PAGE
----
The fund only compensates employees and farmers (active or retired) exposed to chlordecone as part of their work, as well as children exposed prenatally due to the work of one of their parents. Once the condition has been recognised, those suffering from it can receive compensation.

“Once the illness has been recognised, the fund sends a letter to the victims informing them of the compensation they will receive. For adults, it’s a monthly allowance of between €300 and €1,500 a month, depending on the degree of incapacity. For children, it depends on their age and the pathology, but it can go up to tens of thousands of euros, plus a monthly allowance,” explains Edwige Duclay, project director in charge of coordinating the Chlordecone IV plan.

The Chlordecone IV plan is a series of measures put in place by the French government in 2021 to combat chlordecone contamination. For those who have chlordecone in their blood but have not (yet) developed a pathology, Duclay proposes a solution: “You can get rid of chlordecone if you stop eating products containing chlordecone. Between four and six months, the level of chlordecone in the blood can be reduced. It can be eliminated, and the priority is to have a zero chlordecone risk diet,” she explains.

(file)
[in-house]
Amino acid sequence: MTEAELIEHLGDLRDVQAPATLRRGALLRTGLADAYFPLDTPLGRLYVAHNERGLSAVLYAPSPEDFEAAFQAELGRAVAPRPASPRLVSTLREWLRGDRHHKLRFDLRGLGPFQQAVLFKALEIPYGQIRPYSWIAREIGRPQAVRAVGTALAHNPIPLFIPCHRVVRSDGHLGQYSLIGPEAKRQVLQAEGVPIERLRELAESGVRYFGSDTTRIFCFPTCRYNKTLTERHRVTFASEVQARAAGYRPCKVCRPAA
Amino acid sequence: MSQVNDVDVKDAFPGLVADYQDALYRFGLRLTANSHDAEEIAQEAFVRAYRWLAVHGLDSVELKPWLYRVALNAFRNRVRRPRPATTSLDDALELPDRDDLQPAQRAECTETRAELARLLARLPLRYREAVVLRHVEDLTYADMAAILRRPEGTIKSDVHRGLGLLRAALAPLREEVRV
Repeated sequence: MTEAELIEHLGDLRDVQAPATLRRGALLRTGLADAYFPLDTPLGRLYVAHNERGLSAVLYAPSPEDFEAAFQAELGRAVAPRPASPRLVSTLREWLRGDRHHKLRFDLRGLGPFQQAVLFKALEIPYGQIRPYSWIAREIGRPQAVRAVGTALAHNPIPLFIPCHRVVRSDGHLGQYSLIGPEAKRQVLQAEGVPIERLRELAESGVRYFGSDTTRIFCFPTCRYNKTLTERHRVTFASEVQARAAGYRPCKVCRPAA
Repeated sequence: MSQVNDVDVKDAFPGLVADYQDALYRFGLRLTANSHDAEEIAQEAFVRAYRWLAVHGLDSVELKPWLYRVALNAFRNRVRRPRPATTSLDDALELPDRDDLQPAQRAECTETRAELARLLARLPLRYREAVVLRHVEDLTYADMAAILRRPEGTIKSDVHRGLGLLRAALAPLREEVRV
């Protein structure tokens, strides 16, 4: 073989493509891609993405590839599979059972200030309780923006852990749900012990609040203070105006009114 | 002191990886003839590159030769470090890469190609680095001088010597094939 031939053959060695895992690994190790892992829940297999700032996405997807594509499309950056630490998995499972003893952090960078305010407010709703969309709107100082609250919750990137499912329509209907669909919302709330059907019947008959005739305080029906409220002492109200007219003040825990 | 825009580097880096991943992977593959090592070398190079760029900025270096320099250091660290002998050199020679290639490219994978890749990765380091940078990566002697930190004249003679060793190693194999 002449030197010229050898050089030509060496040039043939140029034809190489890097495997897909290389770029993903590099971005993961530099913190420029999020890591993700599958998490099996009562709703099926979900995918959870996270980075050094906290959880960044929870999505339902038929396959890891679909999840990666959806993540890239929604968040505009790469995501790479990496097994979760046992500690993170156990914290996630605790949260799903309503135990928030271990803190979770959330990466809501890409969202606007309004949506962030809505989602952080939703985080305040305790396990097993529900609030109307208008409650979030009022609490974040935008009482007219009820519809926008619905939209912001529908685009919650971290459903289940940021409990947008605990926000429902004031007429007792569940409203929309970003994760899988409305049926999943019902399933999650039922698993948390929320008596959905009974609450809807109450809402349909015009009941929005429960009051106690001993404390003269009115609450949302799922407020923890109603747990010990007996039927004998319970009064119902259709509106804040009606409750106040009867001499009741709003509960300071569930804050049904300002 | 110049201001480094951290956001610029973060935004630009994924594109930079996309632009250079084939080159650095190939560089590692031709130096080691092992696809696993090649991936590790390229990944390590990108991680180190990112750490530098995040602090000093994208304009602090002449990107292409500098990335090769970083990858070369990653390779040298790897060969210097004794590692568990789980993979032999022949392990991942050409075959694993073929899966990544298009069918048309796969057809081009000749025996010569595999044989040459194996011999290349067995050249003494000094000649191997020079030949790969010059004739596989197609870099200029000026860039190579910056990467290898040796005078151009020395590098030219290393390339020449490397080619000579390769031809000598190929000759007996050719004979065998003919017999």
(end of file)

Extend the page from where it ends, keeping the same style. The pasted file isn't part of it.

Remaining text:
The plan recommends that producers’ soils should be analysed and free group workshops should be held to help people adapt their food consumption. The foods affected include root vegetables, eggs, fish and shellfish from areas where fishing is banned.

At the mention of the plan, laughter breaks out at the CGT-G’s chlordecone desk: “It’s contemptuous! The government told us that it could take 700 years for the pesticide to disappear, and now all we have to do is eat properly? And when you see the number of people who have died...[.] We’re in the process of drawing up a list and in the last six months alone more than 200 of the workers we listed as victims have died. This kind of talk is just a way of hiding the state’s serious wrongdoings,” says Nomertin, indignantly.